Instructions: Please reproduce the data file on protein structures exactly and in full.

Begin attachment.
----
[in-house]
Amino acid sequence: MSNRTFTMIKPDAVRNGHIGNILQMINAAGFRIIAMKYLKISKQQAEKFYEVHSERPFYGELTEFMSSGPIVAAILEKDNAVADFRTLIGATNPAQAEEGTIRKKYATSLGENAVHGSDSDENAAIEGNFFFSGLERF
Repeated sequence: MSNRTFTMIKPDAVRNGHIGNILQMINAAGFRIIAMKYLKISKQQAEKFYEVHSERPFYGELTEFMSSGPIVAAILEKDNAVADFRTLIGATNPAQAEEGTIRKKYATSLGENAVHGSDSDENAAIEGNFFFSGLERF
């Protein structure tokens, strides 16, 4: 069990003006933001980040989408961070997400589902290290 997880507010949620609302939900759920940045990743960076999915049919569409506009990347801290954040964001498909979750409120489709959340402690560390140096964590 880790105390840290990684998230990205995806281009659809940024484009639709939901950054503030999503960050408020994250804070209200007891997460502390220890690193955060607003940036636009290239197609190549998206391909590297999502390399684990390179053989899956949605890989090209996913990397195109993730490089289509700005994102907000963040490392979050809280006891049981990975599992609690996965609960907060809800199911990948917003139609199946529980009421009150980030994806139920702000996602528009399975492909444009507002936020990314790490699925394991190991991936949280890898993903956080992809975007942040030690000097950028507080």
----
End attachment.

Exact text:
[in-house]
Amino acid sequence: MSNRTFTMIKPDAVRNGHIGNILQMINAAGFRIIAMKYLKISKQQAEKFYEVHSERPFYGELTEFMSSGPIVAAILEKDNAVADFRTLIGATNPAQAEEGTIRKKYATSLGENAVHGSDSDENAAIEGNFFFSGLERF
Repeated sequence: MSNRTFTMIKPDAVRNGHIGNILQMINAAGFRIIAMKYLKISKQQAEKFYEVHSERPFYGELTEFMSSGPIVAAILEKDNAVADFRTLIGATNPAQAEEGTIRKKYATSLGENAVHGSDSDENAAIEGNFFFSGLERF
């Protein structure tokens, strides 16, 4: 069990003006933001980040989408961070997400589902290290 997880507010949620609302939900759920940045990743960076999915049919569409506009990347801290954040964001498909979750409120489709959340402690560390140096964590 880790105390840290990684998230990205995806281009659809940024484009639709939901950054503030999503960050408020994250804070209200007891997460502390220890690193955060607003940036636009290239197609190549998206391909590297999502390399684990390179053989899956949605890989090209996913990397195109993730490089289509700005994102907000963040490392979050809280006891049981990975599992609690996965609960907060809800199911990948917003139609199946529980009421009150980030994806139920702000996602528009399975492909444009507002936020990314790490699925394991190991991936949280890898993903956080992809975007942040030690000097950028507080």